Algerians are waiting to find out the results of Thursday's presidential elections which pits the country's leader, Abdelaziz Bouteflika, against five other candidates. For the first time, Algerians believe, the outcome may not be predetermined by the country's powerful military.
Mr. Bouteflika's rivals warn this presidential election, like many others in Algeria's past, will be marred by fraud. Polls closed at 8 p.m. locally, and as of late Thursday, no major incidents had been reported, apart from low-level clashes between ethnic Berbers and police in the country's restive region of Kabylia.
Many Algerians hope this vote will mark a watershed for the country, a slow turn to multiparty democracy. For the first time, says 32-year-old Algiers physician Sid-Ahmed El Aichoaoui, his vote might actually count.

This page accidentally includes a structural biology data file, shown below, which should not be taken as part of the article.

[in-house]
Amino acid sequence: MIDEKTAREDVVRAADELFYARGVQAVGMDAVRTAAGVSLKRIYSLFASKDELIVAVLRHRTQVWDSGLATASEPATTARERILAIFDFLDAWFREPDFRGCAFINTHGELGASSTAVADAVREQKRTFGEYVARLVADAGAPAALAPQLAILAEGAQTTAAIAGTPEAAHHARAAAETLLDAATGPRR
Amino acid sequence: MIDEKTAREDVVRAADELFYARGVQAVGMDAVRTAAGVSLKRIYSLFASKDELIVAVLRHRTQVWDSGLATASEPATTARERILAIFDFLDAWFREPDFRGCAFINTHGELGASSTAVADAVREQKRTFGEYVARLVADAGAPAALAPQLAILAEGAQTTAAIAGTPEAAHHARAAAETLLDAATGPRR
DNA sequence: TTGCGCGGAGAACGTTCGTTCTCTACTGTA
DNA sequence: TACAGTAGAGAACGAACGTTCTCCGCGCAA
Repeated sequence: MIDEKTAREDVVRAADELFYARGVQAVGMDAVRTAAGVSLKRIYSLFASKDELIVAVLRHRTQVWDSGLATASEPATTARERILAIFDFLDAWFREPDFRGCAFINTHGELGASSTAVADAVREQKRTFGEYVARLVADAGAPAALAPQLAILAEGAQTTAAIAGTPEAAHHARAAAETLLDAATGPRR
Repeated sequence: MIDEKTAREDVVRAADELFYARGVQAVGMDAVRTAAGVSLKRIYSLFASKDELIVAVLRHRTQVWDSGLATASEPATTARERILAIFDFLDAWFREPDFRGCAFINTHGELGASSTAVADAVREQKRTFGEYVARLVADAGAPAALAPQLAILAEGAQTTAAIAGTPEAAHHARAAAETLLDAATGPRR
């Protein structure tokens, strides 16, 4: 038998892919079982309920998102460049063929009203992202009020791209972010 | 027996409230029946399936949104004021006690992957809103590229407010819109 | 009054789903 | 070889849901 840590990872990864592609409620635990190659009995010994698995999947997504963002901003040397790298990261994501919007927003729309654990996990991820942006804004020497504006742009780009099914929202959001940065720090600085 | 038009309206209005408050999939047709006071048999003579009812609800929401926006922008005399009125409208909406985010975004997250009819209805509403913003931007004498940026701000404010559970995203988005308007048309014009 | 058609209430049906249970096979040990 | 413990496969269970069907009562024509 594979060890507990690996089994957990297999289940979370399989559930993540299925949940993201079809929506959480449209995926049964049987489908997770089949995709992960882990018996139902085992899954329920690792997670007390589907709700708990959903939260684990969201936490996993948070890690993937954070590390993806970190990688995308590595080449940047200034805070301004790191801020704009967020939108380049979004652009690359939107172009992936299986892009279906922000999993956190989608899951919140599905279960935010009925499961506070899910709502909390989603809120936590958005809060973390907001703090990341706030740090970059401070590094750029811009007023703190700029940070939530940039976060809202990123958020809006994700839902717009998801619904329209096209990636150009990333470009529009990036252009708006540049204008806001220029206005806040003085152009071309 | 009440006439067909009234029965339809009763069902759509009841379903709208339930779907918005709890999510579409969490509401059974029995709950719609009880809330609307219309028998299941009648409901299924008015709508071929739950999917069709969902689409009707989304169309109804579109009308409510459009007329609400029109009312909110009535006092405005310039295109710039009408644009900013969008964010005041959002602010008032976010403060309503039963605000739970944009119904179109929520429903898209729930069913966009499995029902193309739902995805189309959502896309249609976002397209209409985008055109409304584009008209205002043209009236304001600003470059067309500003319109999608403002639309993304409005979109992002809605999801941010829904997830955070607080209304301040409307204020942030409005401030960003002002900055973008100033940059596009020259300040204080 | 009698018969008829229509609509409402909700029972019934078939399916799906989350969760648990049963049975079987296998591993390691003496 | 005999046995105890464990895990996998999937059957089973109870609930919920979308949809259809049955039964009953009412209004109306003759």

Algerians have long been cynical about the election process, convinced the country's powerful military basically picked its presidential candidate, and controlled the outcome down to the last percentage point he would win by.
This time, the military says it will remain on the sidelines. And President Bouteflika may even face a run-off vote, against his former prime minister and top rival, Ali Benflis.
The other candidates in the race include a member of a tiny Algerian workers party, a Berber candidate from Kabylia, and Louisa Hanoune, Algeria's first female presidential candidate.
Results of the election aren't expected until very late Thursday, and probably won't be announced officially early Friday. Analysts say those results will give a real indication of how fair the election was.